UK recognizes Gibraltar as a city
Gibraltar, which has been British since the Treaty of Utrecht was signed in 1713, was first given city status by Queen Victoria in the fifth year of her reign, in 1842. However, was not on the list of cities recognized by the Ministry of the Interior as its status, for what would have been a clerical error, was granted under the Diocesan Letters Patent, rather than the normal City Status Letter Patent. The error will be corrected 180 years after the appointment of the queen after an exhaustive investigation that was carried out in the National Archives after an official drew attention to it.
The authorities of the Rock had also requested recognition on the occasion of the Queen Elizabeth II Platinum Jubilee, which has finally been granted to him… for the second time. So starting this Monday will appear in the log updated with 81 new regions with city status. One of the places featured is Southend-on-Sea, whose campaign to become a city was spearheaded by MP David Amess, who was assassinated on October 15 last year, as well as Bangor, Douglas, Dunfermline, Doncaster, Wrexham, Milton Keynes, Colchester and Stanley, which Elizabeth II named as new cities on the occasion of the celebrations for her 70 years on the throne of England.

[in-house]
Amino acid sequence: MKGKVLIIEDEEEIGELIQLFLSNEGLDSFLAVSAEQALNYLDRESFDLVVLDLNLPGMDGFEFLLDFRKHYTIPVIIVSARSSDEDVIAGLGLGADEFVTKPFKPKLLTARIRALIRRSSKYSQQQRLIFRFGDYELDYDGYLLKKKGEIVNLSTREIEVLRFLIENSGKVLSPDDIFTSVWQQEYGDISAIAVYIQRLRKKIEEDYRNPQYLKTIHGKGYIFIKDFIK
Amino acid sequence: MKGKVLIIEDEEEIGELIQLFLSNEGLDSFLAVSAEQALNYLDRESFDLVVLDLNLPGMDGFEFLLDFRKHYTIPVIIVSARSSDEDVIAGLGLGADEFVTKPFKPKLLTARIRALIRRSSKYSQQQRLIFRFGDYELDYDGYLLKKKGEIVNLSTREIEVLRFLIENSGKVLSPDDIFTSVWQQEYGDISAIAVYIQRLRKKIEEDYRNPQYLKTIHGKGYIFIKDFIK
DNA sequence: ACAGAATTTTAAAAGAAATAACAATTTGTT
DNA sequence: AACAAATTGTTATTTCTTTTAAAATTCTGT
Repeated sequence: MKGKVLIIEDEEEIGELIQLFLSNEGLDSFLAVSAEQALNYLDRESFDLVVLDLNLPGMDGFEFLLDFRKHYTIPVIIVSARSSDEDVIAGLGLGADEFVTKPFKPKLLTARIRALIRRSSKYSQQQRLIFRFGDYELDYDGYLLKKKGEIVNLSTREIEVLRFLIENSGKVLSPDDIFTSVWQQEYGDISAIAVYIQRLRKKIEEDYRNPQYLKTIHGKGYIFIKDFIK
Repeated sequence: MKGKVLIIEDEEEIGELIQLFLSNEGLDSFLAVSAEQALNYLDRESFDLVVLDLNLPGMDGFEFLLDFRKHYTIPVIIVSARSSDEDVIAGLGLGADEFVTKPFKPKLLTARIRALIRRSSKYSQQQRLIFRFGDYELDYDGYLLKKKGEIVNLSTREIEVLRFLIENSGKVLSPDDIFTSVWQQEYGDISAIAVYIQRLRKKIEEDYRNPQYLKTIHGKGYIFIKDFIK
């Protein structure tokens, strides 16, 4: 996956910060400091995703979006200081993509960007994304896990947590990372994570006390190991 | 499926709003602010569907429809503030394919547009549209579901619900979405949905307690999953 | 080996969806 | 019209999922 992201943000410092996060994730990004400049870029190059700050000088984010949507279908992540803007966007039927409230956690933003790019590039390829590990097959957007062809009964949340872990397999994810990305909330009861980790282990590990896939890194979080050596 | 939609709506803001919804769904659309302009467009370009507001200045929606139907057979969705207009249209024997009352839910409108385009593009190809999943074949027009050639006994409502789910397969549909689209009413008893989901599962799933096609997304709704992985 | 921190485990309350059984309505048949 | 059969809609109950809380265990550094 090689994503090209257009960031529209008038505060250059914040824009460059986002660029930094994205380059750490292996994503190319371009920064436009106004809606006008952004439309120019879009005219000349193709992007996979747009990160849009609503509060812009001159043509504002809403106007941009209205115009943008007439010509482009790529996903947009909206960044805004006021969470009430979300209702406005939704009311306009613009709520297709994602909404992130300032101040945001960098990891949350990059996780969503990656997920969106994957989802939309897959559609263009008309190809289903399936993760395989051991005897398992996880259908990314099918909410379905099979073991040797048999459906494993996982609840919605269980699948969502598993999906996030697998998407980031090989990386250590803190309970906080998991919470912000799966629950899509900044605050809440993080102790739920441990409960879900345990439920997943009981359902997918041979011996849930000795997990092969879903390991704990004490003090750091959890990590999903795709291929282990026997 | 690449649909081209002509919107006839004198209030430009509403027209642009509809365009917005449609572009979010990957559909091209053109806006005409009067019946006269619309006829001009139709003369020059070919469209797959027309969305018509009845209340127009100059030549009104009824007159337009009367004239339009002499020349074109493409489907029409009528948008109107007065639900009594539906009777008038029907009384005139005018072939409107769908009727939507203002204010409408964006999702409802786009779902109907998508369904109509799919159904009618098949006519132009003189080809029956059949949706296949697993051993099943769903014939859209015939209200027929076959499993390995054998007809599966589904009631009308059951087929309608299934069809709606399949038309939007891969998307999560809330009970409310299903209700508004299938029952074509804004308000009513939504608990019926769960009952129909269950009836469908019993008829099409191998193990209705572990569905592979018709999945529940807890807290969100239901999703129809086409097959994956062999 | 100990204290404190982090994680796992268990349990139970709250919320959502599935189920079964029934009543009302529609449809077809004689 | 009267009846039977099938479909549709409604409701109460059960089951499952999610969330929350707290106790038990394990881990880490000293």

“It’s great to see the official recognition granted to the city of Gibraltar, a great compliment to its rich history and dynamism”, congratulated the still Prime Minister Boris Johnson this Monday, who added that “this official recognition reaffirms the special status of Gibraltar in the kingdoms of Her Majesty, and It rightly represents the pride that Gibraltarians take in their community and distinctive heritage.”
And although, according to the local press, traditionally, the status of city was associated with having an Anglican cathedral, currently the monarch can choose to name cities without any prior requirement and without this entailing any economic benefit for said territory.